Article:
“If you have picked up this book in hopes that in it there will be details of a scandal,” writes Elizabeth Edwards in her avidly discussed Resilience: Reflections on the Burdens and Gifts of Facing Life’s Adversities, “you should now put the book down.”
Now she tells us.
That advice, which comes on page 171 of Edwards’s 213-page volume, will not please readers who were inundated with pre-release chatter about Edwards’s response to her husband, John’s, disclosure, just after he’d announced his presidential candidacy, that he had had an affair. There were the juicy quotes from a copy leaked early to the New York Daily News, from which readers learned that, when John confessed to the affair, Edwards “cried and screamed” and “went to the bathroom and threw up.” There was Edwards on Oprah, admitting that she had “no idea” if John is the father of his mistress’s baby: “It doesn’t look like my children, but I don’t have any idea,” she said. Then there was an “exclusive excerpt” in Time that included this illuminating passage:
He wasn’t coy, but it turned out he wasn’t forthright either. A single night and since then remorse, was what he said. There were other opportunities, he admitted, but on only one night had he violated his vows to me.? I felt that the ground underneath me had been pulled away. I wanted him to drop out of the race, protect our family from this woman, from his act. It would only raise questions, he said?the most pointed questions would come if he dropped out days after he had gotten in the race. And I knew that was right, but I was afraid of her. And now he knows I was right to be afraid, that once he had made this dreadful mistake, he should not have run. But just then he was doing, I believe, what I was trying to do: hold on to our lives despite this awful error in judgment.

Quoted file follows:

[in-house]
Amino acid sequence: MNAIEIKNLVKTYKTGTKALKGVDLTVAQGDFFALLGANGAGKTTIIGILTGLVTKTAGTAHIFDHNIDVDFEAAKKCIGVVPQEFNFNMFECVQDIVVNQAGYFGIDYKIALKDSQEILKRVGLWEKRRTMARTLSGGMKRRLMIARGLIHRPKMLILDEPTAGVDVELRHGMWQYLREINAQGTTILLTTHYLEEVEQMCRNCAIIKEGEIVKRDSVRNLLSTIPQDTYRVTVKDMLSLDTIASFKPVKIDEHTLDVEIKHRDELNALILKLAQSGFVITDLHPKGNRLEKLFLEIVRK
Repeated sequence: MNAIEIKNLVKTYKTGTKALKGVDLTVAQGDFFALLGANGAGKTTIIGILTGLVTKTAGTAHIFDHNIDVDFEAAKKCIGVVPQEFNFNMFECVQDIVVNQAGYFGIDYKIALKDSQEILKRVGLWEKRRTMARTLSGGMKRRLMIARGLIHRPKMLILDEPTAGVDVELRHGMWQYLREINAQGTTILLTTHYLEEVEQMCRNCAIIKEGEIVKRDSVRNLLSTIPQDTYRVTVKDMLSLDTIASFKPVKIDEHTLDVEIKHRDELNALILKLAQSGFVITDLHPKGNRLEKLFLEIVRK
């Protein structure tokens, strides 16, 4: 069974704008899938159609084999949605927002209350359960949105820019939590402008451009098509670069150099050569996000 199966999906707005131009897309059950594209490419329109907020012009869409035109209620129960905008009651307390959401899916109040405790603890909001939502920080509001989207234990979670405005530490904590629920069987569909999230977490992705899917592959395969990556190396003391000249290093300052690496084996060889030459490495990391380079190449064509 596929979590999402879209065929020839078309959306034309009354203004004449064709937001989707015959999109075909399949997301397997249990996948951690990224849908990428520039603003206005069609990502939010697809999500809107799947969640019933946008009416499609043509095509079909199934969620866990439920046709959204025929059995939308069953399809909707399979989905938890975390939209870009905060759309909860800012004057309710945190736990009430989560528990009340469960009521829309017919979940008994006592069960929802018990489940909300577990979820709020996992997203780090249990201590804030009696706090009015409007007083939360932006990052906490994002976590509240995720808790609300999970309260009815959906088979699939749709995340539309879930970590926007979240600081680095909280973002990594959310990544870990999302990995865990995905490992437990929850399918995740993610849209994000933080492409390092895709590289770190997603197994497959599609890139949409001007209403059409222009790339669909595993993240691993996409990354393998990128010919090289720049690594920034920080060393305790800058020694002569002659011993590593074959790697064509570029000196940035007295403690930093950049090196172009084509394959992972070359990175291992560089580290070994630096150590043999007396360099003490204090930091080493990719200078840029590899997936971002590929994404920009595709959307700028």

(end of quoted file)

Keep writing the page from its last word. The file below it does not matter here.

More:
Right there, in one single paragraph, you’ve got deceit, betrayal, regret, even forgiveness. Surely, there are more tantalizing tidbits to be found in the book?
Well, yes and no. The book’s ripe revelations about John’s affair with campaign videographer Rielle Hunter — or his “indiscretion,” as Edwards, who pointedly declines to utter Hunter’s name, unvaryingly calls it — have, in fact, been pretty well picked over at this point. So while there’s something deeply sympathetic about, say, Edwards’s scorn for Hunter’s “You are so hot” opening line — “If you had asked me to wager that house we were building on whether my husband of then twenty-eight years would have responded to a come-on line like that, I would have said no” — we’ve already watched her have a good, derisive chuckle over it on daytime TV. Enough already.